Loneliest whale

Cameo Cinema St Helena, CA


Dr. Stephen Palumbi

Professor of Marine Sciences, Stanford University

The Loneliest Whale— The Secret Lives of Whales

In this awesome family movie event, Dr. Stephen Palumbi, Stanford University Professor of Marine Sciences and Senior Fellow, Woods Institute for the Environment explores "The Secret Lives of Whales" after the award-winning documentary The Loneliest Whale.

Cameo Cinema St Helena, CA

Film Synopsis

THE LONELIEST WHALE is a cinematic quest to find the “52 Hertz Whale,” which scientists believe has spent its entire life in solitude calling out at a frequency that is different from any other whale.

As the film embarks on this engrossing journey, audiences will explore what this whale’s lonely plight can teach us — not just about our changing relationship to the oceans, but to each other. Executive Produced with Leonardo DiCaprio and Adrian Grenier.

Photo courtesy of Bleecker Street

About the Speaker

Dr. Stephen Palumbi has long been fascinated by how quickly the world around us changes. Work on the genomics of marine organisms tries to focus on basic evolutionary questions but also on practical solutions to questions about how to preserve and protect the diverse life in the sea. Steve has lectured extensively on human-induced evolutionary change, has used genetic detective work to identify whales, seahorses, rockfish and sharks for sale in retail markets, and is developing genomic methods to help find ocean species resistant to climate change.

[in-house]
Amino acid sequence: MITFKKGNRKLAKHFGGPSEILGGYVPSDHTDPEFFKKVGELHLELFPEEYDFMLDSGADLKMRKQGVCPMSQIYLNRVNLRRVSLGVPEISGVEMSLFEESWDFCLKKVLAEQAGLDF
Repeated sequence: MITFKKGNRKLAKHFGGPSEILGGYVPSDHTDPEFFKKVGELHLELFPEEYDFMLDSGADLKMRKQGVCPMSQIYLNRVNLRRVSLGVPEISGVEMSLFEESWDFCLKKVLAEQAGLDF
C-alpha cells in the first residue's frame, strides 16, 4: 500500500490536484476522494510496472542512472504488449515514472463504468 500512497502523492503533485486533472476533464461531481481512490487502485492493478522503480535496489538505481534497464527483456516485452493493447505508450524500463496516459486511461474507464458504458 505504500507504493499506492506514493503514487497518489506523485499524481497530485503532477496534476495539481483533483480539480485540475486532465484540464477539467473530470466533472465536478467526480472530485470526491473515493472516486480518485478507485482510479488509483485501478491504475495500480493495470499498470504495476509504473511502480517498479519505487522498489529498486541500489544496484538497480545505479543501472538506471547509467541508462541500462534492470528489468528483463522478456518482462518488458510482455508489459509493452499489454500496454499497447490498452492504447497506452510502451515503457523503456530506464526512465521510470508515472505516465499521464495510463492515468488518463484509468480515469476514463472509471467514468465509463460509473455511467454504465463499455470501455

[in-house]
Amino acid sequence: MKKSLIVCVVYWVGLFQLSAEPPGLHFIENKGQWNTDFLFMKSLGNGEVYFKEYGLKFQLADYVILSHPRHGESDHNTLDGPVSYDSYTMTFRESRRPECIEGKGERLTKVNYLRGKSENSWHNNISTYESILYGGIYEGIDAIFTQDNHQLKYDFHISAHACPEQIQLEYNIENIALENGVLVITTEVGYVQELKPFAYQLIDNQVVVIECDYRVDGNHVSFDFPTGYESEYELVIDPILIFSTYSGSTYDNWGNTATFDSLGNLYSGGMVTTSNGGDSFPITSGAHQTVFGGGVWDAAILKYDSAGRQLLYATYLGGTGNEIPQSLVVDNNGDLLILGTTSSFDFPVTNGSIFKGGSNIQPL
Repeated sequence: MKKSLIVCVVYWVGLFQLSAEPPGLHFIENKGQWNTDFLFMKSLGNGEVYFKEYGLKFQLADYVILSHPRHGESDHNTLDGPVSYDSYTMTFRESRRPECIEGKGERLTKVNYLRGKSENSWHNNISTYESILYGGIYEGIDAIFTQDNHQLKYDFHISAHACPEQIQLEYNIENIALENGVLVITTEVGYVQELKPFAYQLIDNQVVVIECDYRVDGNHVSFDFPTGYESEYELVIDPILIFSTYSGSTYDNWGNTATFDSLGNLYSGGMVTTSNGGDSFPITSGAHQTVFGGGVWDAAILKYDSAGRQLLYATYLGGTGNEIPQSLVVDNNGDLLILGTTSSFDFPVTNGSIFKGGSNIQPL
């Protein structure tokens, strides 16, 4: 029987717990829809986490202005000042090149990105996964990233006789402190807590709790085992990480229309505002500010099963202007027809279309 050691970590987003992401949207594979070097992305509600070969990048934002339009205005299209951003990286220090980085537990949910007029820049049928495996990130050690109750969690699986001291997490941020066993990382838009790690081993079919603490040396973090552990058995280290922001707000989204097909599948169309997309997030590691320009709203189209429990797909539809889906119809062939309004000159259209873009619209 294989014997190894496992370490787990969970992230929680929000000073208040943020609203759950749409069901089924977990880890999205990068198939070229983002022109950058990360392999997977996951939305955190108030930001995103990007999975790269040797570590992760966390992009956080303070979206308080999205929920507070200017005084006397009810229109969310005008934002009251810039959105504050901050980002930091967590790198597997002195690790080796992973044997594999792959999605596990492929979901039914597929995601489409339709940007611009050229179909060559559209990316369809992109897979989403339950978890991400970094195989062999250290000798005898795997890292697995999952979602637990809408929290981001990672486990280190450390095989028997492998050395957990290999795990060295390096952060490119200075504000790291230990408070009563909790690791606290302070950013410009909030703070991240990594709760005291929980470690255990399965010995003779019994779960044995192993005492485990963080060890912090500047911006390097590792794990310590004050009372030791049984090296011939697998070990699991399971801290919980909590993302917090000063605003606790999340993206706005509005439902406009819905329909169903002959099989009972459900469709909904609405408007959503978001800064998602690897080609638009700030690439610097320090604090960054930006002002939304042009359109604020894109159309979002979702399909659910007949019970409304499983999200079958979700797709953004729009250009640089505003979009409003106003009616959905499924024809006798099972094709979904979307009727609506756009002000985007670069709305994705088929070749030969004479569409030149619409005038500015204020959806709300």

His work on corals in American Samoa and Palau has identified corals more resilient to heat stress. His work at the Hopkins Marine Station focuses on how kelp, sea urchins, abalone and mussels respond to short term environmental changes and to environmental shifts over small spatial scales.

 Steve’s latest book for non-scientists is about the amazing species in the sea, written with Steve’s son and novelist, Anthony. The Extreme Life of the Sea tells about the fastest species in the sea, and hottest, coldest, oldest etc. Steve's previous book, The Death and Life of Monterey Bay: A Story of Revival, written with Carolyn Sotka, brought to life the unusual environmental success story of the recovery of Monterey Bay.

Steve's first science book for non-scientists, The Evolution Explosion, explored how human accelerate evolutionary change in the species around us. Steve helped write, research and also appears in the BBC series The Future is Wild and the History Channel's World Without People. Other recent films appearances include The End of the Line, and the Canadian Broadcasting series One Ocean. Major work continues on the micro-documentary project, the Short Attention Span Science Theater. Steve's band Sustainable Soul has several songs out, including Crab Love and The Last Fish Left.